Chinese Hunt for Trophy Properties Pushing Up NYC, London Prices – Bloomberg As companies like China Life Insurance Co. (2628) and Ping An Insurance (Group) Co. (2318) ramped up acquisitions, office prices in central London and Manhattan jumped 15 percent and 11 percent respectively in the nine months through September, according to CBRE Group Inc. (CBG) Global commercial property transactions rose to about $700 billion last year, the highest since 2008, in part due to new demand from Chinese insurers, said Green-Morgan of Jones Lang LaSalle, which is advising about a half-dozen insurers on their first overseas property transactions. “Chinese insurers get the backing from the government and are eager to nail international deals before their peers do,” he said. “They are more willing to pay top dollar.”
Luxury market loses oomph- China Daily The Chinese luxury market showed for the first time negative growth in 2014, according to consultancy firm Bain & Company’s latest study released in Shanghai on Tuesday.
Hillhouse Capital Said to Raise $2 Billion Private Equity Fund – Bloomberg The new private equity fund and gains in existing holdings have boosted Hillhouse’s assets under management to about $18 billion, from more than $14 billion in June, said the person, who asked not to be identified as the information is private. In the past, Hillhouse has returned capital to investors in order to manage its asset size. // hear at least 6B is that is the founder’s own capital
Itochu, Charoen Pokphand to jointly invest 1.2 trillion yen in China’s CITIC – AJW by The Asahi Shimbun Under the agreement, Itochu and the CPG group will invest equally about 1.2 trillion yen ($10.13 billion) in CITIC in two-stage transactions through Chia Tai Bright Investment Co. (CTB), which is equally held by Itochu and the CPG group. The first-stage purchase will be in April and the second in October. After the transactions, CTB will own about 20 percent of the total voting rights of CITIC, making CITIC an affiliate of CTB.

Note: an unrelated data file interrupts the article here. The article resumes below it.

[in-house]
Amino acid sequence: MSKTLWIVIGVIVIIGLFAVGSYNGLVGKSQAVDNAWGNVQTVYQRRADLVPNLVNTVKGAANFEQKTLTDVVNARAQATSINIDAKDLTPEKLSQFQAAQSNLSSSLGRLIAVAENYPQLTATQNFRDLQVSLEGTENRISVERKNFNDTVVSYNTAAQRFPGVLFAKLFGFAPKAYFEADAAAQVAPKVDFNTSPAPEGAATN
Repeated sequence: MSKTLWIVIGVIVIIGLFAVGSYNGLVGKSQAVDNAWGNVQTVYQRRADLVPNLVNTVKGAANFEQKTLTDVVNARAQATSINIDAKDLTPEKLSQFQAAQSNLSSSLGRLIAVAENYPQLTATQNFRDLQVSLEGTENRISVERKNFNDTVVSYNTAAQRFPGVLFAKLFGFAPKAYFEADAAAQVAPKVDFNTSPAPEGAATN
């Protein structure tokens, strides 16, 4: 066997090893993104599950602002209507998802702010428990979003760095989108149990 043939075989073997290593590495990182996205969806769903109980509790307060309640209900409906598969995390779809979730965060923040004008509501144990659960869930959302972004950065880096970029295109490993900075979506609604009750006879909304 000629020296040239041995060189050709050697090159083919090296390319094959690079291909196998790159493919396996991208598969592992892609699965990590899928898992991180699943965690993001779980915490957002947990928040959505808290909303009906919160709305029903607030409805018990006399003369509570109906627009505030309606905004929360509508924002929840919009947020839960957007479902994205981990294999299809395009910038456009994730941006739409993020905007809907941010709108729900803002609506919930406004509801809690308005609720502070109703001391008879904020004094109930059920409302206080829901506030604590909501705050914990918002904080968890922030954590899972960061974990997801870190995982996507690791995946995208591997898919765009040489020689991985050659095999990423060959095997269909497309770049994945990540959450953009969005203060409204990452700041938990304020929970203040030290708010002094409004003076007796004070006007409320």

松下：正讨论将部分家电产能迁回日本_财经频道_一财网 CBN says Panasonic considering moving some of its production back to Japan? // 在中国，传闻涉及了松下上海微波炉工厂、
Gov’t Statistician Cites New Data to Say Income Inequality Is Narrowing – NBS said that its data is based on a survey of the incomes of 400,000 households. Critics say its approach is flawed because high-income families are disproportionately represented and they are less forthcoming about their income. They also say income levels for urban residents are underestimated because these families often have multiple sources of income that are not counted. The NBS also said that the disposable income of workers in the country rose 8 percent from a year earlier to an average of 20,167 yuan last year. Rural workers saw disposable income grow by 9.2 percent to 10,489 yuan; the figure for urbanites rose 6.8 percent to 28,844 yuan. Those figures factored in differences in prices for certain goods people had to buy.
China Voice: Premier’s WEF speech to send signal of confidence to world – Xinhua More than 2,500 attendees of the WEF Davos meeting have many questions: What reform measures China will take? Will they work? What new opportunities and challenges will they have on the rest of the world? Li is expected to send a clear message of confidence in China’s economic development to boost confidence in the Chinese economy, and that of other emerging economies. In an environment where many economies are still struggling with the aftershocks of the financial crisis, the world is still trying to find a way forward.
李克强率重量级代表团赴达沃斯–时政–人民网 Li Keqiang leading a powerful delegation to Davos. Alibaba’s Jack Ma one of the members // 人民网快讯：
The Dragon’s Eyes and Ears: Chinese Intelligence at the Crossroads | The National Interest A little over a week ago, Hong Kong media reported and, on January 16, Beijing confirmed investigators had detained Chinese Ministry of State Security Vice Minister Ma Jian as part of China’s ongoing anti-corruption campaign. While Ma’s detention gives Xi Jinping and political analysts the opportunity to boast, his dismissal from the Ministry of State Security (MSS) opens a void at the top of China’s civilian intelligence service. Ma is the third vice minister to be shown the door in recent years, and each could have succeeded Geng Huichang, the current Minister of State Security, who is due to retire in the next two to three years. With an open playing field, the choices made by Xi Jinping and his colleagues will go a long way toward deciding the future of Chinese intelligence.